The Grapes     Greenwood's 

Description: inn and boarding house where Stephen has permanent rooms

Location: in the old Liberties of the Savoy, off The Strand

Recommendation: the original inn does not now exist, but a walk around this immediate area is interesting; there is an old pub called The Grapes at Limehouse, which is worth a visit for a pint in a typical old dockland pub


Green Park     Greenwood's 

Description: small Royal Park created by Henry VIII, a frequent site of duels

Location: alongside Constitution Walk from Hyde Park Corner, running between Buckingham Palace and Piccadilly

Recommendation: very busy in summer, somewhat noisy and dusty, and there are better parks for picnics, but a pleasant interlude from Piccadilly to The Mall and St James's Park


Greenwich     Greenwood's 

Description: an interesting riverside suburban village with a magnificent set of river-side buildings by Sir Christopher Wren, Vanbrugh, Hawksmoor and Gibbons set in open parkland, including the Royal Naval Hospital (later RN College, now University of Greenwich), Queen's House and the Old Royal Observatory; The National Maritime Museum has now been refurbished; the byeways of the village are pleasant; site also of Cutty Sark, a tea clipper with a superb collection of ship's figureheads below decks

Location: south bank of the Thames, east of the City

Recommendation: well worth a visit - give it at least half a day (see section 4)


Grosvenor Square     Greenwood's 

Description: large Georgian square in Belgravia, now rather overbuilt by C20th buildings, (including the US Embassy, the big concrete and glass block with a huge eagle on top), but still attractive in the spring and summer

Location: in Mayfair, just to the north of Shepherd Market

Recommendation: a must for US visitors!



Description: one of London's finest villages, cosmopolitan with quite a rural air still

Location: north of central London, at the top of Haverstock Hill     Greenwood's 

Recommendation: a good place to stroll, lunch and covet pretty town cottages or antiques


Hampstead Heath

Description: large, hilly heathland next to Hampstead village; superb views of London

Location: north of central London, overlooking the City

Recommendation: a very pleasant walk, especially in fine weather


Haymarket     Greenwood's 

Description: the conduit between Theatreland and Clubland

Location: between Piccadilly Circus and Pall Mall

Recommendation: the place to catch a show


Hoare's Bank     Greenwood's 

Description: one of the four main banking houses in Georgian times

Location: 37 Fleet Street, mentioned in "The Commodore"

Recommendation: the building now at No 37 was built in the early 1820s as Hoare's Bank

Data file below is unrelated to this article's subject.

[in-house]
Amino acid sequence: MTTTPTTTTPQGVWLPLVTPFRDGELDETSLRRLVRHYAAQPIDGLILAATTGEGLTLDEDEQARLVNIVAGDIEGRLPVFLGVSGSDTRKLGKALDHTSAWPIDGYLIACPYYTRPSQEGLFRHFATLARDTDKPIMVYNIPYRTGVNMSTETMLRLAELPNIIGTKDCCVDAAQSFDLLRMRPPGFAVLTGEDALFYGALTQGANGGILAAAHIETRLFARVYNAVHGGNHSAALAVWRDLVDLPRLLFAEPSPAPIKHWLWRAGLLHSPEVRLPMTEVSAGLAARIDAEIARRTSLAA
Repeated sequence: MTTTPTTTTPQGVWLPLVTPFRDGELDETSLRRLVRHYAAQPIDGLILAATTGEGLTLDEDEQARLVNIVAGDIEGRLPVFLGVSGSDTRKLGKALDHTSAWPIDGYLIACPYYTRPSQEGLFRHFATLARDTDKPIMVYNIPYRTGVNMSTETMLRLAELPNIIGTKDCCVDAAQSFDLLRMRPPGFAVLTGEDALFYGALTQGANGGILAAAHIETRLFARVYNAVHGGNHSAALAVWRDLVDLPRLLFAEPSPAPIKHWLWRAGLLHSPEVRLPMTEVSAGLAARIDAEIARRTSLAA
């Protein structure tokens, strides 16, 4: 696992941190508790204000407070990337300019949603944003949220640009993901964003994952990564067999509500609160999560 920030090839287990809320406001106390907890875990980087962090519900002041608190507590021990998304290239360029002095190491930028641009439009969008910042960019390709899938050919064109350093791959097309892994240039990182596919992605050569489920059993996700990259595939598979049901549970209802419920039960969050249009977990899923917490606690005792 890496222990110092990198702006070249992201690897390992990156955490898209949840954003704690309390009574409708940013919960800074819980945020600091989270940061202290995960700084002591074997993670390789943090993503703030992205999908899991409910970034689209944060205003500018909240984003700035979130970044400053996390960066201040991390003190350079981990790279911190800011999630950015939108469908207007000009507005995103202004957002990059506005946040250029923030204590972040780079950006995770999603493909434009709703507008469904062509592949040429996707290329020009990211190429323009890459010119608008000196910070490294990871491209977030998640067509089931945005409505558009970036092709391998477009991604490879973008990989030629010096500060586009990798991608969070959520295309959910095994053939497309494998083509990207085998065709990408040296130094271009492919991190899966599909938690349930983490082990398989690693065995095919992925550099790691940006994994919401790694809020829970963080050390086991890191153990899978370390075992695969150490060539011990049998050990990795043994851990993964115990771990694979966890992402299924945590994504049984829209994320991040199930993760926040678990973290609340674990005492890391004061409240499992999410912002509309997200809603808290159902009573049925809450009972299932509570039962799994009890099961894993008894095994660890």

Horse Guards (Parade)     Greenwood's 

Description: military palace, duty barracks for Household Cavalry Regiments

Location: Whitehall next to The Admiralty; the Parade is on the St James's Park side

Recommendation: a must for Lissuns - pretend you're Stephen walking with Sir Joseph past the mounted cavalryman on sentry duty, through the arch from Whitehall to the Parade and the Park; in June you may catch an evening rehearsal of the ancient ceremony of Beating Retreat, massed Guards or Cavalry with stirring martial bands, attended by a Royal or two - on a warm summer's evening this is Britain at its best; dress informally but smartly (blazer and slacks, tie not essential; summer dress and jacket) and then walk across the Park to dine in Victoria Street or behind Buckingham Palace


The Houses of Parliament     Greenwood's 

Description: the Palace of Westminster, seat of UK Government, comprising the House of Commons and the House of Lords, both of which can be visited; the current building was designed by Giles Gilbert Scott and Augustus Pugin and built in 1838 after fire destroyed the mediaeval Palace Jack and Stephen would have known; the only remaining part of the ancient building is St Stephen's Hall

Location: on the Thames at the southern end of Whitehall, facing Westminster Abbey

Recommendation: worth a visit; long queues for entrance to the Chambers when Parliament is sitting; in the clock tower at the eastern end (Big Ben is the hour bell, not the clock) a lamp is lit when Parliament is in session; the river terrace is for the use of Members of each House and their guests


Hyde Park     Greenwood's 

Description: very large Royal Park, one of the "lungs of London"

Location: between Kensington Palace Gardens to the west and Park Lane to the east, with Speakers' Corner facing Marble Arch at its north-east corner and Apsley House ("Number One London", Wellington's townhouse) at Hyde Park Corner to the south-east; Knightsbridge, the Albert Hall and Kensington are on its southern edge

Recommendation: in good weather picnic anywhere in its immense open grounds or if inclement, shop in nearby Knightsbridge (avoid Harrods - Selfridges and Harvey Nick's are classier)


The Inns of Court     Greenwood's 

Description: tree-lined squares with barristers' sets (chambers)

Location: south of Strand and Fleet Street

Recommendation: an attractive and atmospheric walk - but do not play ball games or shout!


Leadenhall Market     Greenwood's 

Description: one of the ancient food markets of the City

Location: in the City behind St Paul's, close to the Stock Exchange and Lloyds'